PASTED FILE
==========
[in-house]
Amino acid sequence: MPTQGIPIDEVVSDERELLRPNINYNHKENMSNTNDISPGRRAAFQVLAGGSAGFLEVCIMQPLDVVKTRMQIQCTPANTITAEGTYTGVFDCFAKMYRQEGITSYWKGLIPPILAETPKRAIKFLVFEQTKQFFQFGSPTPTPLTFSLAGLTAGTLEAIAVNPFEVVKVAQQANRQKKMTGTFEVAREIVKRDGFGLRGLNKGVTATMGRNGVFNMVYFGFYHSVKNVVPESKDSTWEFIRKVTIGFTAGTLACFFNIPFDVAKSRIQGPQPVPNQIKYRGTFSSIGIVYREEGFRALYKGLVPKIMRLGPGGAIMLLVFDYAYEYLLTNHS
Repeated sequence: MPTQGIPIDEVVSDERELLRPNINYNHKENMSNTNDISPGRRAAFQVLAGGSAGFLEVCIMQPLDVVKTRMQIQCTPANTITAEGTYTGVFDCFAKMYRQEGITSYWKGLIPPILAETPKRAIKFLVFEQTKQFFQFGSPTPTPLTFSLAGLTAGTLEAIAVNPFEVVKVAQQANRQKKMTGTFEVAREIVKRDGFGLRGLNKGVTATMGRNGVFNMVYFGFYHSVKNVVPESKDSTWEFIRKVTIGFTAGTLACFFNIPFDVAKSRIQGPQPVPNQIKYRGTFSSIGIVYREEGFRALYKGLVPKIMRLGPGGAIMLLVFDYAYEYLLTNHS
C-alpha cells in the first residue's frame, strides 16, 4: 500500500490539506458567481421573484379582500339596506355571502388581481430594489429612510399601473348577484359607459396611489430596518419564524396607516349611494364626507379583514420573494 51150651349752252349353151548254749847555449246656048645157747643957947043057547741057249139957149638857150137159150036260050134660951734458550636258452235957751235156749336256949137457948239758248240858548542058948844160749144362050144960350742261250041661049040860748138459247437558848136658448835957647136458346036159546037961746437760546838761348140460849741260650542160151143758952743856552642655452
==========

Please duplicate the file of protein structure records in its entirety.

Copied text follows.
[in-house]
Amino acid sequence: MPTQGIPIDEVVSDERELLRPNINYNHKENMSNTNDISPGRRAAFQVLAGGSAGFLEVCIMQPLDVVKTRMQIQCTPANTITAEGTYTGVFDCFAKMYRQEGITSYWKGLIPPILAETPKRAIKFLVFEQTKQFFQFGSPTPTPLTFSLAGLTAGTLEAIAVNPFEVVKVAQQANRQKKMTGTFEVAREIVKRDGFGLRGLNKGVTATMGRNGVFNMVYFGFYHSVKNVVPESKDSTWEFIRKVTIGFTAGTLACFFNIPFDVAKSRIQGPQPVPNQIKYRGTFSSIGIVYREEGFRALYKGLVPKIMRLGPGGAIMLLVFDYAYEYLLTNHS
Repeated sequence: MPTQGIPIDEVVSDERELLRPNINYNHKENMSNTNDISPGRRAAFQVLAGGSAGFLEVCIMQPLDVVKTRMQIQCTPANTITAEGTYTGVFDCFAKMYRQEGITSYWKGLIPPILAETPKRAIKFLVFEQTKQFFQFGSPTPTPLTFSLAGLTAGTLEAIAVNPFEVVKVAQQANRQKKMTGTFEVAREIVKRDGFGLRGLNKGVTATMGRNGVFNMVYFGFYHSVKNVVPESKDSTWEFIRKVTIGFTAGTLACFFNIPFDVAKSRIQGPQPVPNQIKYRGTFSSIGIVYREEGFRALYKGLVPKIMRLGPGGAIMLLVFDYAYEYLLTNHS
C-alpha cells in the first residue's frame, strides 16, 4: 500500500490539506458567481421573484379582500339596506355571502388581481430594489429612510399601473348577484359607459396611489430596518419564524396607516349611494364626507379583514420573494 51150651349752252349353151548254749847555449246656048645157747643957947043057547741057249139957149638857150137159150036260050134660951734458550636258452235957751235156749336256949137457948239758248240858548542058948844160749144362050144960350742261250041661049040860748138459247437558848136658448835957647136458346036159546037961746437760546838761348140460849741260650542160151143758952743856552642655452